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article imageEbony And Ivory Learn Together In Perfect Harmony, Just At Different Schools

By Michelle Duffy     May 8, 2007 in Politics
It has been announced today that schools in the UK whose pupils are predominately white will be 'twinned' with ethnic schools to improve better racial relations
The UK government try yet again to put a stop to bad vibes between communities, particularly in the inner cities. In London, there are areas where schools, only a few streets away from each other are educating different colours. One school is white and the other down the road is black/ethnic. Councils have cottoned onto the fact that colours want to be in separate places to each other, to grow, to shop and to learn, yet this only allows contempt to grow between the colours meaning children are brought up to dislike another colour without actually getting to know them. The educational system have had another brainwave and let's hope this time it will work as coloured gangs grow by the day, bitter against the government.
We have all heard of schools being twinned with unpronouncable names in Germany and the like, apparently bringing cultures closer together across the miles, so why not twin ethnic schools with white ones? We wonder if this will work - bringing societies together in this way will give pupils a better understand as to who lives in the next street.
The promotion will be called "community cohesion" and all schools where there is a definite divide of colour will have to play when the new reform comes into practise in five months time.
However, not all schools will be looking forward to taking in a breath of ethnic fresh air. Many Head Teachers are cringing at the new gizmo to be set up by the Education Department. If the schools were, perhaps, left alone to get on with things, it might just work, but no, educational watchdog for the UK, Ofsted will be hot on the heels of any school who appears to be letting the side down.
Head teachers' leader, Mick Brookes is one person who will not be opening his arms out to such a multi cultural 'twinning.' Yet the minister for Schools, Jim Knight can't wait for the new policy to get underway as he will be launching the project in a speech at the Head Teachers conference this week.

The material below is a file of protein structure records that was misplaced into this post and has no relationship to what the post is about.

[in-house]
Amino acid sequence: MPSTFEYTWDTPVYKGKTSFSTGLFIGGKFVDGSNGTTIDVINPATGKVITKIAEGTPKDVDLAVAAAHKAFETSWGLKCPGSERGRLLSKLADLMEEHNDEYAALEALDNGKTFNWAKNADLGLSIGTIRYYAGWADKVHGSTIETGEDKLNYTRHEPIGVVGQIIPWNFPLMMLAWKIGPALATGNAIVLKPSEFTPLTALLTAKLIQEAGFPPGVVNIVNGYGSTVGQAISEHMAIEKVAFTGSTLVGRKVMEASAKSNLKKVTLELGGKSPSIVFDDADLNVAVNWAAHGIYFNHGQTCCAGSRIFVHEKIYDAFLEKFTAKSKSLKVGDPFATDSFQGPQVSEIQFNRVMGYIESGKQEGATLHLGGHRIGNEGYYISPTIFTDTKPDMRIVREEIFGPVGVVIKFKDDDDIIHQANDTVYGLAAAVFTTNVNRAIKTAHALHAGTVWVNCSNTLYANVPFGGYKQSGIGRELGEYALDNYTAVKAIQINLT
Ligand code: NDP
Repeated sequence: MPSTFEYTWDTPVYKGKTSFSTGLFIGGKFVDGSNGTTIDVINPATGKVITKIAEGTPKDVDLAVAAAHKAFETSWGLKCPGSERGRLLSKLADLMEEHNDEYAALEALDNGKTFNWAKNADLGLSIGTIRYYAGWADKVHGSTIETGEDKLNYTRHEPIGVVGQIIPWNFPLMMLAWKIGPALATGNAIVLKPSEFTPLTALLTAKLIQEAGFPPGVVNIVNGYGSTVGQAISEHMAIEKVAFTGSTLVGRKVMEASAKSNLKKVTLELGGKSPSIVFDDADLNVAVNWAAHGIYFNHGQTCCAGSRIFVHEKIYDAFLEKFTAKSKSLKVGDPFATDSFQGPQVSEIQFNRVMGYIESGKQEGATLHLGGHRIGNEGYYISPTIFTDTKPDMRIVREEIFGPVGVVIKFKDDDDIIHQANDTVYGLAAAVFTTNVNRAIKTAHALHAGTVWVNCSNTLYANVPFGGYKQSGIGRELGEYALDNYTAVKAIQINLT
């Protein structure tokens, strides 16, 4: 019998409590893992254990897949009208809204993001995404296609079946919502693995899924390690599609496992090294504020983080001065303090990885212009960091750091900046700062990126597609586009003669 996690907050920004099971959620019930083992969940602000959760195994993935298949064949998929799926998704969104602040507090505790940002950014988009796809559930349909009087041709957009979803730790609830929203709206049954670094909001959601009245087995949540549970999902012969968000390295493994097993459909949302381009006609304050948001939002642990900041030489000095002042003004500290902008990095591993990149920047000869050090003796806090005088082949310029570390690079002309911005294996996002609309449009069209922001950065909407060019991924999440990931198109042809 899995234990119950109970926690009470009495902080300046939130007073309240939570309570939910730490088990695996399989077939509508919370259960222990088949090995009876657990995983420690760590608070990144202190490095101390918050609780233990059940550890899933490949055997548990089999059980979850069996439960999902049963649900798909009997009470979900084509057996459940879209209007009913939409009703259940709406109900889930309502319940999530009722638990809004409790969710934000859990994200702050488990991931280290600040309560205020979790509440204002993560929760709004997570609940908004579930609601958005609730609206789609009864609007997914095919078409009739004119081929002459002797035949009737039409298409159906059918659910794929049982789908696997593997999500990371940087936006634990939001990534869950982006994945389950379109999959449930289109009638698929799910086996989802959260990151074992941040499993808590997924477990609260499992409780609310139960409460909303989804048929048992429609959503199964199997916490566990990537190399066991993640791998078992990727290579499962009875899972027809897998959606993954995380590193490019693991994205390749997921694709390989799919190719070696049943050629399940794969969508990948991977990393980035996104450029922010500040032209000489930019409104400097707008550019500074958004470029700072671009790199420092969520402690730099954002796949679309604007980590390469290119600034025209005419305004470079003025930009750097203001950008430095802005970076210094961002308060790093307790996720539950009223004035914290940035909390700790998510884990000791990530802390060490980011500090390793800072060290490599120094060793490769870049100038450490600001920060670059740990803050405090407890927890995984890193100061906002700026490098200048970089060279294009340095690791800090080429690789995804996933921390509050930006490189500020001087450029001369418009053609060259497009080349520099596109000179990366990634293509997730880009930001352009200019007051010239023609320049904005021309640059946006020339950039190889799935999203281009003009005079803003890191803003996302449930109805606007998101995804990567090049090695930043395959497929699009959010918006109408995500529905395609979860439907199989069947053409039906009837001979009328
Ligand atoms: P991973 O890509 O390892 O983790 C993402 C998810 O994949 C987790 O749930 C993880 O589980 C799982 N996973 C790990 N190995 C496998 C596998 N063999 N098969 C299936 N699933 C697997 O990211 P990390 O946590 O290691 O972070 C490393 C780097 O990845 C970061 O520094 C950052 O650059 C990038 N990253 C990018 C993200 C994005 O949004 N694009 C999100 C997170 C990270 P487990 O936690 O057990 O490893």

It will be encouraged for all schools not visibly embracing a multi cultural status to take part in the new scheme where pupils can reach out to the school next door and develop a newer, fresher understanding of how and why other cultures are adopted and what they represent. The Department believe that there is a strong under current of ignorance and lack of knowledge of each other that is the basis of racial hate.
Mr Knight said,
"As an example, I'm quite keen on faith-based schools twinning with those of other faiths - to talk to other schools about their faith - so we can extend that understanding."
He stressed that the project will be broken up into three sections.
"First of all, as part of teaching in the classroom, as part of delivering things in the curriculum, like citizenship, like religious education. Secondly, in terms of the sort of ethos there is in the school to ensure that, obviously there is no racism, but more broadly that there is a tolerant attitude of mutual respect towards other people within the school and beyond the school. And then thirdly the external relations of the school in the wider community and things like twinning between schools of different faiths, those sort of partnerships are things that we're very keen to encourage."
However, Mick Brookes, of the Head Teachers had other ideas. He claimed that it was going to be another reason to breathe down the necks of schools who were already building good relations with other schools in the community. He felt that it was going to be another way to judge schools and put them under pressure.
"It seems like another stick to come and beat schools with. If we're going to do that, what are we going to throw out?"
John Dunford, general secretary of the Association of School and College Leaders, was also against the idea, saying that it was adding stress onto Head Teachers who were already paving the way for ethnic harmony in their areas.
More about Twinning plan, Stop, Race divide
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